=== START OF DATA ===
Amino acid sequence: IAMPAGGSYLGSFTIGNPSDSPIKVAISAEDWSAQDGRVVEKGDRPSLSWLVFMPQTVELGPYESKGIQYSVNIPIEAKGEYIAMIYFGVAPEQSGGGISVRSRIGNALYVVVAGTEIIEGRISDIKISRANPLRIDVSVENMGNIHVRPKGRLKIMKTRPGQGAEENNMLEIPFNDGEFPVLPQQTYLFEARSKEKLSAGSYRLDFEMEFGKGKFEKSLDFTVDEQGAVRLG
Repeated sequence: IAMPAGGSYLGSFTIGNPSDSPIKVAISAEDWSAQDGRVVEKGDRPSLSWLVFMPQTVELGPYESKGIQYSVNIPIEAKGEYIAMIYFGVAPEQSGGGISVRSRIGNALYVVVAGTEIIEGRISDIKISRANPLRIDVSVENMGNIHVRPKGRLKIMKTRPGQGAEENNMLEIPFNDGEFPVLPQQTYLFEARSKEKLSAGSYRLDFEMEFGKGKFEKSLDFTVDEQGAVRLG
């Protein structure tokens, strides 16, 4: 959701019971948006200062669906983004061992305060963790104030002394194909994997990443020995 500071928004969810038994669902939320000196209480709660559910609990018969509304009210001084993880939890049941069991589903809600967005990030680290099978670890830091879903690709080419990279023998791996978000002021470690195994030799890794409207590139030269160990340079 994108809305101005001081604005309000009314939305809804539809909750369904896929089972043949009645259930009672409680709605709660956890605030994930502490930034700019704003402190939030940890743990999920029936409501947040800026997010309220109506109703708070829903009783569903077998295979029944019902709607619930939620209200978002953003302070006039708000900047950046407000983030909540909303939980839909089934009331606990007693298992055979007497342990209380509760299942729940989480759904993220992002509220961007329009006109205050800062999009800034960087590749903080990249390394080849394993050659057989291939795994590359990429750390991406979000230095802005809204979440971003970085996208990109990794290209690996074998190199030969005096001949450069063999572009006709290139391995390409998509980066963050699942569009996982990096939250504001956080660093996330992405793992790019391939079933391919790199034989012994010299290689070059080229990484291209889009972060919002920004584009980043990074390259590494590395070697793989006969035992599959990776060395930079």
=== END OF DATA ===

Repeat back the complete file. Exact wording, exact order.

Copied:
Amino acid sequence: IAMPAGGSYLGSFTIGNPSDSPIKVAISAEDWSAQDGRVVEKGDRPSLSWLVFMPQTVELGPYESKGIQYSVNIPIEAKGEYIAMIYFGVAPEQSGGGISVRSRIGNALYVVVAGTEIIEGRISDIKISRANPLRIDVSVENMGNIHVRPKGRLKIMKTRPGQGAEENNMLEIPFNDGEFPVLPQQTYLFEARSKEKLSAGSYRLDFEMEFGKGKFEKSLDFTVDEQGAVRLG
Repeated sequence: IAMPAGGSYLGSFTIGNPSDSPIKVAISAEDWSAQDGRVVEKGDRPSLSWLVFMPQTVELGPYESKGIQYSVNIPIEAKGEYIAMIYFGVAPEQSGGGISVRSRIGNALYVVVAGTEIIEGRISDIKISRANPLRIDVSVENMGNIHVRPKGRLKIMKTRPGQGAEENNMLEIPFNDGEFPVLPQQTYLFEARSKEKLSAGSYRLDFEMEFGKGKFEKSLDFTVDEQGAVRLG
């Protein structure tokens, strides 16, 4: 959701019971948006200062669906983004061992305060963790104030002394194909994997990443020995 500071928004969810038994669902939320000196209480709660559910609990018969509304009210001084993880939890049941069991589903809600967005990030680290099978670890830091879903690709080419990279023998791996978000002021470690195994030799890794409207590139030269160990340079 994108809305101005001081604005309000009314939305809804539809909750369904896929089972043949009645259930009672409680709605709660956890605030994930502490930034700019704003402190939030940890743990999920029936409501947040800026997010309220109506109703708070829903009783569903077998295979029944019902709607619930939620209200978002953003302070006039708000900047950046407000983030909540909303939980839909089934009331606990007693298992055979007497342990209380509760299942729940989480759904993220992002509220961007329009006109205050800062999009800034960087590749903080990249390394080849394993050659057989291939795994590359990429750390991406979000230095802005809204979440971003970085996208990109990794290209690996074998190199030969005096001949450069063999572009006709290139391995390409998509980066963050699942569009996982990096939250504001956080660093996330992405793992790019391939079933391919790199034989012994010299290689070059080229990484291209889009972060919002920004584009980043990074390259590494590395070697793989006969035992599959990776060395930079």